Skip to content



  • 1 C Carnaroli or arborio rice (or the entire box)
  • 1 to 2 TBLS olive oil
  • 4 TBLS butter, divided
  • pinch of kosher salt
  • 4 to 8 C chicken stock or broth
  • 1/4 C heavy whipping cream (optional)
  • 3/4 to 1 C freshly grated Parmesan cheese
  • 1 to 2 cloves garlic, minced (optional)
  • fresh chopped parsley (optional)
Share on facebook
Share on google
Share on twitter
Share on linkedin

Risotto is a popular dish from Northern Italy cooked slow with warm broth until it becomes rich and creamy. The type of broth you use is by choice. Meat, vegetable and fish broth all work well, and one may compliment the final recipe more than another. I use chicken broth or stock the most as I think it has such a greater depth of flavor, and tends to create a super Creamy Parmesan Risotto.

a bowl of creamy parmesan risotto

This is my “no-fail” recipe. After having made it many times (with a number of failures), it always comes out super rich and creamy, with just enough bite to the rice. Make extra to try out my recipe for arancini the next day. There are so many different types of risotto recipes. As long as you get this base recipe perfected, you can take the risotto into any direction you desire for the final preparation.

Unlike most traditionally recipes, I do not use wine, or onions. My soffritto consists of butter, olive oil and garlic. Quite often, I leave out the garlic in the initial phase and will add it at the end after roasting or toasting.


Making the perfect risotto is a commitment. The pot needs almost constant attention as you are incorporating the broth gradually, in small amounts, as it is being absorbed. Don’t fret if it takes a few tries. You are looking for a creamy consistency where the grains are still separate.

Although I try to provide you with exact measurements in terms of how much broth to use, this will vary each and every time you prepare. This will also depend on how much you are going to prepare. Have at least 8 cups of broth at the ready.

Let’s talk rice. The creaminess of the risotto comes from using a short to medium grain rice, with a high starch content. Arborio rice is most readily available in grocery stores. I use this often. However, I was just introduced to Carnaroli Rice a few weeks ago at my favorite Italian store, Delallo’s. The box states that it is the superior rice for risotto. That was no lie. I think arborio rice is going to have to take a back seat for now.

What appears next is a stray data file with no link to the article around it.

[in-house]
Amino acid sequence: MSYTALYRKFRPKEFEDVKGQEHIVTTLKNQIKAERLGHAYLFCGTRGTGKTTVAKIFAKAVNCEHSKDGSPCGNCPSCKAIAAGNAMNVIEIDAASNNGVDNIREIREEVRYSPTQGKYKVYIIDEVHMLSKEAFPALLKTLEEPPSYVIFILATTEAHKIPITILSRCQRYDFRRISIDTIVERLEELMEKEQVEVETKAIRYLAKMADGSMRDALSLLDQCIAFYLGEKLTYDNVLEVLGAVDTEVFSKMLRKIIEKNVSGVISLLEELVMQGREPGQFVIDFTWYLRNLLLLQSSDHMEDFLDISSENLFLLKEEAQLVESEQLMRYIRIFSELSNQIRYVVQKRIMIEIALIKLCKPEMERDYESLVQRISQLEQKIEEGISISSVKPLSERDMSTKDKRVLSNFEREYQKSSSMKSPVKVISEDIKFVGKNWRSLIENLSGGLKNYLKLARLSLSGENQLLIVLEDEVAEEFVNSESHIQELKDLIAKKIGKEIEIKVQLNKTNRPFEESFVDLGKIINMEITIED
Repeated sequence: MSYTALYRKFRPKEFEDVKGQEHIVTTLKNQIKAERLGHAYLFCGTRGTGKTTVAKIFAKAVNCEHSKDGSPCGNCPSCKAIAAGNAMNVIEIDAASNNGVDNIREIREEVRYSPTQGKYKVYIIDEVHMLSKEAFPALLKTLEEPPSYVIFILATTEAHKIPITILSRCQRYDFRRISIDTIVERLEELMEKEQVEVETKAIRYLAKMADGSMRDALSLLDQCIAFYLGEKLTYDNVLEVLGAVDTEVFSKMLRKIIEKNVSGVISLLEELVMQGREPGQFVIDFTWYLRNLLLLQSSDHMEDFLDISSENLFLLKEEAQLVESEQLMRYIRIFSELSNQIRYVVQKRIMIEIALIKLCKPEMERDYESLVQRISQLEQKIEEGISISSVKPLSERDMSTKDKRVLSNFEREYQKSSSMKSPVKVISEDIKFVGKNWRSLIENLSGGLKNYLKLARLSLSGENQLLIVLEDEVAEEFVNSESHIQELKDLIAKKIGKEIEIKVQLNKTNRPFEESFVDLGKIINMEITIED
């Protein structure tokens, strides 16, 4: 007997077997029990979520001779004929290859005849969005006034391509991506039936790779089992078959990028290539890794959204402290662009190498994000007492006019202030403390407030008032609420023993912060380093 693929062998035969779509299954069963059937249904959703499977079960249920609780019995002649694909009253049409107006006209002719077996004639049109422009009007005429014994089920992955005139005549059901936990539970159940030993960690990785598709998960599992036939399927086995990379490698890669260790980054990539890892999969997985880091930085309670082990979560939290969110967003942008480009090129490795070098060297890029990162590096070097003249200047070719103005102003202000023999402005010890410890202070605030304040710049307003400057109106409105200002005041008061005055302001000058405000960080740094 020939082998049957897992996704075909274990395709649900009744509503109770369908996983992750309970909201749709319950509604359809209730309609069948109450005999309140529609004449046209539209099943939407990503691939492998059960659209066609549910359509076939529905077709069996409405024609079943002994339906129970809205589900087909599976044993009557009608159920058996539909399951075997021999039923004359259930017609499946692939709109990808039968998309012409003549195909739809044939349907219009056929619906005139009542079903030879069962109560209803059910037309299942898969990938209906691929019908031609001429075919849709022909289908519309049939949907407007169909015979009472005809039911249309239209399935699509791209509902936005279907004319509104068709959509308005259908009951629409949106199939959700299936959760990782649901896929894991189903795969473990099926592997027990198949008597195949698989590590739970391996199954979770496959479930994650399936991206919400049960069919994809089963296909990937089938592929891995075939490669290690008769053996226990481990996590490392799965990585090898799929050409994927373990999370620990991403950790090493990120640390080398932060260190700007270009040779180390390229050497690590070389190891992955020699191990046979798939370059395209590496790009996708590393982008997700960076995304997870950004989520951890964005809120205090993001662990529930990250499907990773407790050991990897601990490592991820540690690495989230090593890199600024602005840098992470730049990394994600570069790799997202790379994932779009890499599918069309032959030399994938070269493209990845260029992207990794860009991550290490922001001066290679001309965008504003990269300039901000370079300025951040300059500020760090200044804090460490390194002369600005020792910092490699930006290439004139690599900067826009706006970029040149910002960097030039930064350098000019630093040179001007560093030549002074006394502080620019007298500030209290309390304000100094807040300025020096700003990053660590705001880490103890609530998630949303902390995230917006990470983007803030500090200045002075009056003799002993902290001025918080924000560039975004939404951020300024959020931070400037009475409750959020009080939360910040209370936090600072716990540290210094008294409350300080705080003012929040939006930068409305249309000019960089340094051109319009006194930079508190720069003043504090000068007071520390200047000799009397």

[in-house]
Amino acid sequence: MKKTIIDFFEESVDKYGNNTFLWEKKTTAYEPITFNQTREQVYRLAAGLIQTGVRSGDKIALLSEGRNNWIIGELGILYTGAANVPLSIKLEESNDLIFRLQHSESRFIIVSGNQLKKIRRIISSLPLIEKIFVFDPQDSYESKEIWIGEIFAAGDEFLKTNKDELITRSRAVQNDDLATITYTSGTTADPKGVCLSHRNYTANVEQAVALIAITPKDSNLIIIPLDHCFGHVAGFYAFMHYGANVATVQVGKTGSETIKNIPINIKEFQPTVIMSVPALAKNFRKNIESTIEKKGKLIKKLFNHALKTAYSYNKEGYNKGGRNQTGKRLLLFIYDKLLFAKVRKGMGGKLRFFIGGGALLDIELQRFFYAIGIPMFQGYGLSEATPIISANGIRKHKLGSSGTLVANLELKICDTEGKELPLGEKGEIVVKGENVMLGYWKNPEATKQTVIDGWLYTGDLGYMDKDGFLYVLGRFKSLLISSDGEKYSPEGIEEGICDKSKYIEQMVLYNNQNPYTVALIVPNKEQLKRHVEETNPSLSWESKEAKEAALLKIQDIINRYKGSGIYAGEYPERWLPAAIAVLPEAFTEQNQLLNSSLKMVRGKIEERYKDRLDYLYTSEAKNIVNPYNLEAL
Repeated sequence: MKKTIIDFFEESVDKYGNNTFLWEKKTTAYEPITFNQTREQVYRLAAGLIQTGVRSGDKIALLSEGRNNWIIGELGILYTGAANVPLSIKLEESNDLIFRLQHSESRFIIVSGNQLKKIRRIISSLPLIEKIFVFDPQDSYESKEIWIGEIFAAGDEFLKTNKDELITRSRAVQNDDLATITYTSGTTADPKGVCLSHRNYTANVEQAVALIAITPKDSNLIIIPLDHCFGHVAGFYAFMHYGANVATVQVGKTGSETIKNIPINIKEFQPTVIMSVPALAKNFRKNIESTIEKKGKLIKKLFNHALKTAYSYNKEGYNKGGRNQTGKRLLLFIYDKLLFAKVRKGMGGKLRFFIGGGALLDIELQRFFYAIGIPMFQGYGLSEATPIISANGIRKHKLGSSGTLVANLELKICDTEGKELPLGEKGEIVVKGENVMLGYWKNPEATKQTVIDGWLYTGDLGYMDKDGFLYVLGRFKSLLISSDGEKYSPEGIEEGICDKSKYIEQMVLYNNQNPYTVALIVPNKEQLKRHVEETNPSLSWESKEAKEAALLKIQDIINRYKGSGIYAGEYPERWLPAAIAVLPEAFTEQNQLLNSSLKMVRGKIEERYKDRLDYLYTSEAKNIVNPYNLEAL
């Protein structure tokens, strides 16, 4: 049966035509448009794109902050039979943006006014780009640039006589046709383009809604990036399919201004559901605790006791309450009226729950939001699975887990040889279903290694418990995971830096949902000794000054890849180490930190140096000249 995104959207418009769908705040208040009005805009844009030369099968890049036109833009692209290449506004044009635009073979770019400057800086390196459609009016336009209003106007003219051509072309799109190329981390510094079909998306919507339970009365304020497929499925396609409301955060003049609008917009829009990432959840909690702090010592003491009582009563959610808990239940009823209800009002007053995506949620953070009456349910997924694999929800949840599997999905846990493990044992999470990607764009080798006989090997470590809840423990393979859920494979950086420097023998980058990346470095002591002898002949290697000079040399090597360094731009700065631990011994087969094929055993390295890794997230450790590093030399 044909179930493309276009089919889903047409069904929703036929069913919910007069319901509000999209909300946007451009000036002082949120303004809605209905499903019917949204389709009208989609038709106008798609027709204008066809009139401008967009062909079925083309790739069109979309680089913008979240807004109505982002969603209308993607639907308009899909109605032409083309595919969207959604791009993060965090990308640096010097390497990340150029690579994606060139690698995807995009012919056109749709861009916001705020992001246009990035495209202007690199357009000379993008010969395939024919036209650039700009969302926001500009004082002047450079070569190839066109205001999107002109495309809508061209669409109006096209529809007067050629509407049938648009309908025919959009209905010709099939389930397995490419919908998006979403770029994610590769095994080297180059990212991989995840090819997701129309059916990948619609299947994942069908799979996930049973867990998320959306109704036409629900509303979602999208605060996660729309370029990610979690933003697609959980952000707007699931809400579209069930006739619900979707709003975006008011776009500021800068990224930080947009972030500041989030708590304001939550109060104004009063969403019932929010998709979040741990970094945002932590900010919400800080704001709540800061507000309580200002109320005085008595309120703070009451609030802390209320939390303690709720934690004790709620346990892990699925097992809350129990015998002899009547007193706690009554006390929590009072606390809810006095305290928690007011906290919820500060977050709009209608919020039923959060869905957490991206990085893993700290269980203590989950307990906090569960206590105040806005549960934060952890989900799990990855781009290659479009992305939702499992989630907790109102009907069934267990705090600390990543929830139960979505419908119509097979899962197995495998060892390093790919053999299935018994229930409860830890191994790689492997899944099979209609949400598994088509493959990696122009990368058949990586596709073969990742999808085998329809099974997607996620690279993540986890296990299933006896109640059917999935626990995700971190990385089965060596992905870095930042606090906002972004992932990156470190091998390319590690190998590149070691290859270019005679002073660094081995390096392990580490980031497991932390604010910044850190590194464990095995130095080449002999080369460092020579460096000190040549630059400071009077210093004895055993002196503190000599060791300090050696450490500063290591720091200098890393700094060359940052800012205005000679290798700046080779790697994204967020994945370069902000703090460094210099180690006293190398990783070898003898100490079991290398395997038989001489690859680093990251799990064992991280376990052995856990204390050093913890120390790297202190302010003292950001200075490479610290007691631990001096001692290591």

a box of Delallo's Carnaroli rice


Heat the broth or stock to boiling in a sauce pan. In a separate pot or pan, begin toasting the rice (just a few minutes) by combining it with two tablespoons of butter, the olive oil, and pinch of salt. Do not skip this part, as it is a crucial part of the recipe. Toasting the rice opens it up and allows for better absorption of the stock. If you are adding onions, garlic, or wine add them at this phase.

Add in enough of the warmed broth or stock to just cover the rice. Keep the temperature on a simmer (do not boil).

The rice will start absorbing the liquid, stir often. Continue to add the heated broth or stock in small amounts as it is absorbed. As the rice absorbs the liquid, you will notice how creamy it becomes. Keep testing the rice for texture. Once it reaches al dente, there is no need to add additional broth.

Remove from heat. I like to add a touch of cream to mine at the end just for the flavor. Feel free to leave it out as the more traditional recipes do. Stir in the remaining butter and a few handfuls of freshly grated Parmesan cheese (do not skimp on quality of the cheese). Garnish with fresh chopped parsley, or not. Completely up to you!

Please note that a huge part of this recipe is about technique, and not necessarily the amounts of this or that. Trust your judgment on taste and texture. Use one cup of risotto, or the entire box. Totally up to you. Just have enough broth or stock on hand. Always keeping in mind to incorporate in small amounts. Have stock left over? Save for another recipe.

Serve immediately as the grains tend to continue to cook. Creamy Parmesan Risotto can be a first course, main course, or can also serve as an accompaniment to Osso Buco, Braised Short Ribs, Braciole, or along side a gorgeous Filet and Broiled Lobster Tail. The possibilities are endless.

a bowl of creamy parmesan risotto

More to Plate...

a big bowl full of creamy lobster bisque


So, there was this restaurant back home in Pennsylvania that served up the most amazing Creamy Lobster Bisque. Although the restaurant has

two casserole dishes filled with homemade green bean casserole


For years, and years I have been making green bean casserole using canned cream of mushroom soup and the typical fried onions

two bowls of Italian wedding soup


Italian Wedding Soup may just be the most perfect bowl of goodness out there. One of the unique things about this soup


  1. […] You need to coddle it, and watch over it like a baby if you want a superior finished risotto. Click here to read my recipe. I almost always make an entire box just so I can have enough left over to make […]

Leave a Reply

This site uses Akismet to reduce spam. Learn how your comment data is processed.